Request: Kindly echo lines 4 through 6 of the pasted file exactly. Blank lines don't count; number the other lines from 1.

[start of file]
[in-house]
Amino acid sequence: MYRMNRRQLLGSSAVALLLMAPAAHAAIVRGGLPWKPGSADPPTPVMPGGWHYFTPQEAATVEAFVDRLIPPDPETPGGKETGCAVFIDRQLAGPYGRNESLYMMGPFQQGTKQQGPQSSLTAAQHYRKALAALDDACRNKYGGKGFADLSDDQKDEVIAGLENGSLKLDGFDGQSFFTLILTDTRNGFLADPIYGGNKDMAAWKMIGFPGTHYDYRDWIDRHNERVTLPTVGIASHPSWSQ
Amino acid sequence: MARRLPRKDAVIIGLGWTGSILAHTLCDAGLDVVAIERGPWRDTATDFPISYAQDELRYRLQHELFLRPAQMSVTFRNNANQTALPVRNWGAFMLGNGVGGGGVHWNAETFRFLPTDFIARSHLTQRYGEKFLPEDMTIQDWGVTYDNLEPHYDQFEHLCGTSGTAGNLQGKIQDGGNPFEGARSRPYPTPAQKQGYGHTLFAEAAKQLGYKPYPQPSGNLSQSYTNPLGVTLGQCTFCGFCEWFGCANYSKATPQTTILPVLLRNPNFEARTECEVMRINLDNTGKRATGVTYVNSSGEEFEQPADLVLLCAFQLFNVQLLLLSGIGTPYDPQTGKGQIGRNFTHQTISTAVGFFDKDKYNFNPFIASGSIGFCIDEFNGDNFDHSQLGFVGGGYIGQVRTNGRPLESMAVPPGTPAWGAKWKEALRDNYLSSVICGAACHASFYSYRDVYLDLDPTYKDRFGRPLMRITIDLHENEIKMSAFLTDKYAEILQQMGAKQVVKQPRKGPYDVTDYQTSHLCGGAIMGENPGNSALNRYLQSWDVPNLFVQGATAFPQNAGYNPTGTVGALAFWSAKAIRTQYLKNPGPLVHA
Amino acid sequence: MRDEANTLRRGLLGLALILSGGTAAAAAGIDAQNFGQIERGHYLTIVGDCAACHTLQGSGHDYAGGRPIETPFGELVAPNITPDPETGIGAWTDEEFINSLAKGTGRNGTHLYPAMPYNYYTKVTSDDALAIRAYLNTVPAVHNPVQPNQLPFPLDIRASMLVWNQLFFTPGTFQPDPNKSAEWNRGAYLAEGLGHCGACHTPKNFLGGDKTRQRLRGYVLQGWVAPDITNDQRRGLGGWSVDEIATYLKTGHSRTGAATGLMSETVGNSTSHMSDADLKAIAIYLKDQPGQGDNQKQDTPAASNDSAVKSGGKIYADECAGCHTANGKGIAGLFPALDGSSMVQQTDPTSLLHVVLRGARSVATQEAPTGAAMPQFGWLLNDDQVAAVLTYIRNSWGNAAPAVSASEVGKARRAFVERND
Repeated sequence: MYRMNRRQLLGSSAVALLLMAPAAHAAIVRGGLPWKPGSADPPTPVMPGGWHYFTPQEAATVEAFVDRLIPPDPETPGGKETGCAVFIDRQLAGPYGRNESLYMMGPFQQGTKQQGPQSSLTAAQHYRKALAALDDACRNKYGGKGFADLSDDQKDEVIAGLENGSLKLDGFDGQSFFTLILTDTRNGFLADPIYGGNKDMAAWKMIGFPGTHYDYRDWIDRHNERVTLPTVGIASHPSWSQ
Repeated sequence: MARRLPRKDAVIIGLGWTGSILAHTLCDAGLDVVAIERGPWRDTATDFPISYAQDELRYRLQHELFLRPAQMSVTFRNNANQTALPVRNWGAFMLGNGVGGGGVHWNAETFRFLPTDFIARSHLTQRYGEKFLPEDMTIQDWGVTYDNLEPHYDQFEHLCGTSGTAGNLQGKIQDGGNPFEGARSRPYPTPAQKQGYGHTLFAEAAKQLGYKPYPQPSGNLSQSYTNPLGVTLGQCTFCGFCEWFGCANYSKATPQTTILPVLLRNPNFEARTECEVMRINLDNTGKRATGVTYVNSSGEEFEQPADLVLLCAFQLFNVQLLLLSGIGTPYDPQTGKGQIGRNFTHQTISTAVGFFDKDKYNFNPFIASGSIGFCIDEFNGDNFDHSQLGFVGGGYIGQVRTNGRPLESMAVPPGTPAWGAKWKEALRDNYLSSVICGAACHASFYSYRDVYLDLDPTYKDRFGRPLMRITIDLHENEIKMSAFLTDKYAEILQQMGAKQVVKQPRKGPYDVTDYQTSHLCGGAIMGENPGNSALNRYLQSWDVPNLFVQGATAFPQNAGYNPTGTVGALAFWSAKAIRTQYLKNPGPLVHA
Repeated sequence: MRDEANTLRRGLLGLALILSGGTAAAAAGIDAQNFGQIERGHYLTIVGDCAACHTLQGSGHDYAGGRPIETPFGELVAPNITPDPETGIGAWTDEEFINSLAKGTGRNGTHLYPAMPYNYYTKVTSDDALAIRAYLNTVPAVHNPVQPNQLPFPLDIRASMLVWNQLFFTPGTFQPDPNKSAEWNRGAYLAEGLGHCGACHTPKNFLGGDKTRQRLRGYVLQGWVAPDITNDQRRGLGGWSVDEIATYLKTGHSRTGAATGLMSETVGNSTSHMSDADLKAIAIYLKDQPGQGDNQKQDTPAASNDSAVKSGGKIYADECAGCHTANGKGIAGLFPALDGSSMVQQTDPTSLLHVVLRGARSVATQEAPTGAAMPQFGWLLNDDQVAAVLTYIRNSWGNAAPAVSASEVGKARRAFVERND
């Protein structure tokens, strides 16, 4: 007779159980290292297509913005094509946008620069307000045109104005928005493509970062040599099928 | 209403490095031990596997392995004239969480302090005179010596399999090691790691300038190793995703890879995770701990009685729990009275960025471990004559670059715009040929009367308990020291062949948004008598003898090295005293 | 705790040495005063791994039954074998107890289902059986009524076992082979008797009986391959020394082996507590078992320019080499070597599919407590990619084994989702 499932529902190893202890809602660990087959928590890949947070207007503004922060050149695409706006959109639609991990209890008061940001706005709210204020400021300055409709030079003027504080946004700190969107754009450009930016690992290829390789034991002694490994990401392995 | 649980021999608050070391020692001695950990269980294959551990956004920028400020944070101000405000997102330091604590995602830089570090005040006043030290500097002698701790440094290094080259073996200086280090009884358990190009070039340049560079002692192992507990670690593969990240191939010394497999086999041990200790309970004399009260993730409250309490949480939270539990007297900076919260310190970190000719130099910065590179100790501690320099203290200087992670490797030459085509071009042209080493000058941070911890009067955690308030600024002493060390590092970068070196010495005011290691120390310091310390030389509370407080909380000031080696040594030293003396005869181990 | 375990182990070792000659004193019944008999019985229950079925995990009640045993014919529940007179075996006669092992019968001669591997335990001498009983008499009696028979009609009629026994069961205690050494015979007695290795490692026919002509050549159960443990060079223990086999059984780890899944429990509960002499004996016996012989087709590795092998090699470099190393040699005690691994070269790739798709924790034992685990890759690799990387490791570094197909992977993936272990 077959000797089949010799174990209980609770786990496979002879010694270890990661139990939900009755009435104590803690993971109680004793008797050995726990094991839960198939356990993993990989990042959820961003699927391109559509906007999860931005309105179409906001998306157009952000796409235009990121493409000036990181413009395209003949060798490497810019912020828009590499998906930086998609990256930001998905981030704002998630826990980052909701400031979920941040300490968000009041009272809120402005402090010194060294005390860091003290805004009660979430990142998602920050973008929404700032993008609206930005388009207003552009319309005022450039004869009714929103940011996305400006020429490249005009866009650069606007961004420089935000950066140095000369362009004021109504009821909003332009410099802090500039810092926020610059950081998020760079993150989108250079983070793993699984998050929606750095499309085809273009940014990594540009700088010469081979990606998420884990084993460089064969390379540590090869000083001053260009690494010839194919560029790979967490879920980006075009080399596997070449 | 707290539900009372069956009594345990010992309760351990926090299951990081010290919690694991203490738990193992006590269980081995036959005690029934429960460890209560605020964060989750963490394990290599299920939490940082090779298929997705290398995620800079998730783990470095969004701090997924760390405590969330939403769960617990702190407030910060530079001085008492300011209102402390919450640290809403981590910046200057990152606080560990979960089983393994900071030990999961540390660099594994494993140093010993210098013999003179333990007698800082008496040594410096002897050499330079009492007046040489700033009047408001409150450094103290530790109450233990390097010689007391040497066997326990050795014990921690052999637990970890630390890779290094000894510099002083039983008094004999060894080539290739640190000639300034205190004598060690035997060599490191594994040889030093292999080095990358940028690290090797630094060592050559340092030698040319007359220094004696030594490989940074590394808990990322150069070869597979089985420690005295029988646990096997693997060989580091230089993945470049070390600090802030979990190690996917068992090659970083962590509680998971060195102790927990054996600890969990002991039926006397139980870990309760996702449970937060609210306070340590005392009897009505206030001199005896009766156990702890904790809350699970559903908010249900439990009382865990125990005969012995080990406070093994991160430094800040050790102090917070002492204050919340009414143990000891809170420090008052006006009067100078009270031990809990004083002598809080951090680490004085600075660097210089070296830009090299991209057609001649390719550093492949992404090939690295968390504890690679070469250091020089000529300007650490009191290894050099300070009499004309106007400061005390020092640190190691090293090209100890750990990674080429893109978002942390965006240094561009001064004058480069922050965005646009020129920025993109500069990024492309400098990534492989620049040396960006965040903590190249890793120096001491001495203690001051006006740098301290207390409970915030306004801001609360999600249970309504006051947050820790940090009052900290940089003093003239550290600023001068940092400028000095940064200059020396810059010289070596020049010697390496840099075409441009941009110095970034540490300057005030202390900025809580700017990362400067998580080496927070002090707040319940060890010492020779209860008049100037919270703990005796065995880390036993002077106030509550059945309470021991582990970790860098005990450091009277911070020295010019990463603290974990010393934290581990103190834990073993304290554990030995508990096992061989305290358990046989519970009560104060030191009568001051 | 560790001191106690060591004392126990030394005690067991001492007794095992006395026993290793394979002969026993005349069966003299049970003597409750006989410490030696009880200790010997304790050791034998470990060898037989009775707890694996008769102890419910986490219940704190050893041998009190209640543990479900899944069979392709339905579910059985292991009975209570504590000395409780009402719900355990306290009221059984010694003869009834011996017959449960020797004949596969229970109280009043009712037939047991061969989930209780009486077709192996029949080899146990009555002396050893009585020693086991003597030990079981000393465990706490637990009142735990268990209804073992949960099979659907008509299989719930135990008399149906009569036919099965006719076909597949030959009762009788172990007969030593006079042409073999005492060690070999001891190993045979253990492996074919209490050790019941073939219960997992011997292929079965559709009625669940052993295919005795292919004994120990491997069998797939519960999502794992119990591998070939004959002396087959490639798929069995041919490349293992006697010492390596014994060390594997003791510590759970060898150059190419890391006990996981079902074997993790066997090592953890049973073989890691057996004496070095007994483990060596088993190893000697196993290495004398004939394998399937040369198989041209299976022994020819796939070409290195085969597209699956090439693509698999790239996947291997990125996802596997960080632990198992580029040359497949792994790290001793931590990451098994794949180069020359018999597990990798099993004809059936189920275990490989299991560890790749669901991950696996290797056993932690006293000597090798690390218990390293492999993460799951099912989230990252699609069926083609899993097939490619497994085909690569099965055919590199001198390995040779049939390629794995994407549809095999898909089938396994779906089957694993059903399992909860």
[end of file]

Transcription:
Amino acid sequence: MRDEANTLRRGLLGLALILSGGTAAAAAGIDAQNFGQIERGHYLTIVGDCAACHTLQGSGHDYAGGRPIETPFGELVAPNITPDPETGIGAWTDEEFINSLAKGTGRNGTHLYPAMPYNYYTKVTSDDALAIRAYLNTVPAVHNPVQPNQLPFPLDIRASMLVWNQLFFTPGTFQPDPNKSAEWNRGAYLAEGLGHCGACHTPKNFLGGDKTRQRLRGYVLQGWVAPDITNDQRRGLGGWSVDEIATYLKTGHSRTGAATGLMSETVGNSTSHMSDADLKAIAIYLKDQPGQGDNQKQDTPAASNDSAVKSGGKIYADECAGCHTANGKGIAGLFPALDGSSMVQQTDPTSLLHVVLRGARSVATQEAPTGAAMPQFGWLLNDDQVAAVLTYIRNSWGNAAPAVSASEVGKARRAFVERND
Repeated sequence: MYRMNRRQLLGSSAVALLLMAPAAHAAIVRGGLPWKPGSADPPTPVMPGGWHYFTPQEAATVEAFVDRLIPPDPETPGGKETGCAVFIDRQLAGPYGRNESLYMMGPFQQGTKQQGPQSSLTAAQHYRKALAALDDACRNKYGGKGFADLSDDQKDEVIAGLENGSLKLDGFDGQSFFTLILTDTRNGFLADPIYGGNKDMAAWKMIGFPGTHYDYRDWIDRHNERVTLPTVGIASHPSWSQ
Repeated sequence: MARRLPRKDAVIIGLGWTGSILAHTLCDAGLDVVAIERGPWRDTATDFPISYAQDELRYRLQHELFLRPAQMSVTFRNNANQTALPVRNWGAFMLGNGVGGGGVHWNAETFRFLPTDFIARSHLTQRYGEKFLPEDMTIQDWGVTYDNLEPHYDQFEHLCGTSGTAGNLQGKIQDGGNPFEGARSRPYPTPAQKQGYGHTLFAEAAKQLGYKPYPQPSGNLSQSYTNPLGVTLGQCTFCGFCEWFGCANYSKATPQTTILPVLLRNPNFEARTECEVMRINLDNTGKRATGVTYVNSSGEEFEQPADLVLLCAFQLFNVQLLLLSGIGTPYDPQTGKGQIGRNFTHQTISTAVGFFDKDKYNFNPFIASGSIGFCIDEFNGDNFDHSQLGFVGGGYIGQVRTNGRPLESMAVPPGTPAWGAKWKEALRDNYLSSVICGAACHASFYSYRDVYLDLDPTYKDRFGRPLMRITIDLHENEIKMSAFLTDKYAEILQQMGAKQVVKQPRKGPYDVTDYQTSHLCGGAIMGENPGNSALNRYLQSWDVPNLFVQGATAFPQNAGYNPTGTVGALAFWSAKAIRTQYLKNPGPLVHA